Chicken or the Egg

Brad DeLong and Arnold Kling have been going back and forth on Fannie Mae and its culpability, or lack thereof, for worsening the recent bubble and financial crisis.   DeLong originally argued, if I remember right, that the default rate for Fannie Mae conforming loans were not worse than those being bought by other groups.  Kling argued that even their based default rate of 7% was awful (How do you make money on a pool of debt paying 5% if there is a 7% default rate).  DeLong countered

Arnold Kling's response is simply not good. It is silly enough to make me think he has not thought the issues through. a 7% delinquency rate on a mortgage portfolio is horrible in normal times, but is actually very good if you are in a depression--ever our Lesser Depression. For an investment with a 15-year duration that's a cost of less than 50 basis points in a "black swan" near worst case scenario. A portfolio that does that well under such conditions is a solid gold one.

I may not be thinking about this right, but I think DeLong is making a mistake in this analysis.  In the comments I wrote

First, I have no clue what a "reasonable" default rate is in a black swan event, and my guess is that, almost by definition, no one else does either.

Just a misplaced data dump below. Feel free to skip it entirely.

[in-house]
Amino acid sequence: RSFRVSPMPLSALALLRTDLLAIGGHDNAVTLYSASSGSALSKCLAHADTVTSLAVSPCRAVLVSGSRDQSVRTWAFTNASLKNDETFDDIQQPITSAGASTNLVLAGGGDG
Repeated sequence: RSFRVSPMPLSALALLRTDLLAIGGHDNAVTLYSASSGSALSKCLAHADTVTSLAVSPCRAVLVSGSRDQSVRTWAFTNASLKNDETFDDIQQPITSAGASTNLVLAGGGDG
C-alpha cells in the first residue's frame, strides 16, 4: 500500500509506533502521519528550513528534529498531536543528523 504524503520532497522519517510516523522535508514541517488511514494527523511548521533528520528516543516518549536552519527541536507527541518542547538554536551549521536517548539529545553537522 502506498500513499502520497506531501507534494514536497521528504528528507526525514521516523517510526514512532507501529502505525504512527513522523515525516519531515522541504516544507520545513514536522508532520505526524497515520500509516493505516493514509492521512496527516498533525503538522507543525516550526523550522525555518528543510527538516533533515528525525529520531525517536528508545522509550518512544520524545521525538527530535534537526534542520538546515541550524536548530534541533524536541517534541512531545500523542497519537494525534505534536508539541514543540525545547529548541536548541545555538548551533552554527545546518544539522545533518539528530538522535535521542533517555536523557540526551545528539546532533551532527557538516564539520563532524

However, it strikes me that DeLong's argument is a bit off. If mortgage default rates went up in an economic crisis that was wholly unrelated to mortgages, ie due to an oil shock or something, that would be one thing. But in this case, the black swan is in large part due to the mortgages issued. I guess it is sort of a chicken and egg problem, but the mortgages started defaulting before the depression, not the other way around, and helped precipitate the depression.

Remember, we are not talking about how well a portfolio survived the economic downturn.  We are talking about if a portfolio contributed to the economic downturn.

 

  • Matt

    Some liberals pushing for increased finacial regulations are pushing a mem that the banks were issuing much riskier mortgages than Fannie and Fredie were. I don't know if this is true. In my opinion, if it is true, likely the major driver behind the banks issuing riskier mortgages is that they took the very existance of Fannie and Fredie as an implicit promise of a Federal bail out if the market went south.